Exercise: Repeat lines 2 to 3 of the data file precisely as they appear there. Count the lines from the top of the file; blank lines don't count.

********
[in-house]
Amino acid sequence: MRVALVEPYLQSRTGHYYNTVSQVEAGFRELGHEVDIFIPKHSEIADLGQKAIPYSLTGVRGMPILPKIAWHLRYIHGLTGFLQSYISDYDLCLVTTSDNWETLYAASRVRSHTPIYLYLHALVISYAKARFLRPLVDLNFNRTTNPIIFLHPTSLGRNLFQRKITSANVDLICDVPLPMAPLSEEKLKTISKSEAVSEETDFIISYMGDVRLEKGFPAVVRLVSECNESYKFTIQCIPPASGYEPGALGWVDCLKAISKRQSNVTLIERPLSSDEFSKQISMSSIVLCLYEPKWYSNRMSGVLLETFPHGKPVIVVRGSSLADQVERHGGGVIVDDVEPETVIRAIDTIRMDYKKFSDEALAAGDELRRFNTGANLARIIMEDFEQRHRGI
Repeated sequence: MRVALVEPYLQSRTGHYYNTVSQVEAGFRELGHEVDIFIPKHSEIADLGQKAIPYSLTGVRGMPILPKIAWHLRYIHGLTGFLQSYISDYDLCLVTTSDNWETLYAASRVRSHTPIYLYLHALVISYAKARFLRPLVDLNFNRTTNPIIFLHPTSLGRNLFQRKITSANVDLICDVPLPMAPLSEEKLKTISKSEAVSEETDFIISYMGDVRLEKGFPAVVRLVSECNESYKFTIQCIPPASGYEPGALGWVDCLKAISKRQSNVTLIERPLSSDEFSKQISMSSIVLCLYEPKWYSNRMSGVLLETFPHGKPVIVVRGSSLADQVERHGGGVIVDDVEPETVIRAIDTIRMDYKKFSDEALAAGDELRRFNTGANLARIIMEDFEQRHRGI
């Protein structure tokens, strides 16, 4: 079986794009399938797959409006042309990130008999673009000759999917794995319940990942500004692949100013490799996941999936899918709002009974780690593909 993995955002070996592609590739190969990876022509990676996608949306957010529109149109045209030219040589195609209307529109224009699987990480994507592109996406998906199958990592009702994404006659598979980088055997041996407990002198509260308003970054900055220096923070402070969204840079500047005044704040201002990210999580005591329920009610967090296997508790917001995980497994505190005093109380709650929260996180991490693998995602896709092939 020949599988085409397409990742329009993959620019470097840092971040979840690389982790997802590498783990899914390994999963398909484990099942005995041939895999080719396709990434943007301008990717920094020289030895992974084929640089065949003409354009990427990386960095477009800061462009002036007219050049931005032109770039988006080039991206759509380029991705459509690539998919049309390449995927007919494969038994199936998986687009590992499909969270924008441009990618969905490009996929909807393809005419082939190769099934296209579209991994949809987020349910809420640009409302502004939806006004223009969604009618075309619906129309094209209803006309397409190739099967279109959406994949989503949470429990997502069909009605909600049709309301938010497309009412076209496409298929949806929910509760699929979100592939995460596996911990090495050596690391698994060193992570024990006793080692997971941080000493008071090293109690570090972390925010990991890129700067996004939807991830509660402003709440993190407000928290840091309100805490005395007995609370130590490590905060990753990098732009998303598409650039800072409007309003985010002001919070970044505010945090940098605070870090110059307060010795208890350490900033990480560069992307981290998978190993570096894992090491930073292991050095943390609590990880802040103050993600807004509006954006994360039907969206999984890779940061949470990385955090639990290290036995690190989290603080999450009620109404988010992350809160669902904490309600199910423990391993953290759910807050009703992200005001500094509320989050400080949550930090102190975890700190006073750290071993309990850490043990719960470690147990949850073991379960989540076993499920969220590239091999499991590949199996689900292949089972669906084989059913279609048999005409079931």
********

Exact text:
Amino acid sequence: MRVALVEPYLQSRTGHYYNTVSQVEAGFRELGHEVDIFIPKHSEIADLGQKAIPYSLTGVRGMPILPKIAWHLRYIHGLTGFLQSYISDYDLCLVTTSDNWETLYAASRVRSHTPIYLYLHALVISYAKARFLRPLVDLNFNRTTNPIIFLHPTSLGRNLFQRKITSANVDLICDVPLPMAPLSEEKLKTISKSEAVSEETDFIISYMGDVRLEKGFPAVVRLVSECNESYKFTIQCIPPASGYEPGALGWVDCLKAISKRQSNVTLIERPLSSDEFSKQISMSSIVLCLYEPKWYSNRMSGVLLETFPHGKPVIVVRGSSLADQVERHGGGVIVDDVEPETVIRAIDTIRMDYKKFSDEALAAGDELRRFNTGANLARIIMEDFEQRHRGI
Repeated sequence: MRVALVEPYLQSRTGHYYNTVSQVEAGFRELGHEVDIFIPKHSEIADLGQKAIPYSLTGVRGMPILPKIAWHLRYIHGLTGFLQSYISDYDLCLVTTSDNWETLYAASRVRSHTPIYLYLHALVISYAKARFLRPLVDLNFNRTTNPIIFLHPTSLGRNLFQRKITSANVDLICDVPLPMAPLSEEKLKTISKSEAVSEETDFIISYMGDVRLEKGFPAVVRLVSECNESYKFTIQCIPPASGYEPGALGWVDCLKAISKRQSNVTLIERPLSSDEFSKQISMSSIVLCLYEPKWYSNRMSGVLLETFPHGKPVIVVRGSSLADQVERHGGGVIVDDVEPETVIRAIDTIRMDYKKFSDEALAAGDELRRFNTGANLARIIMEDFEQRHRGI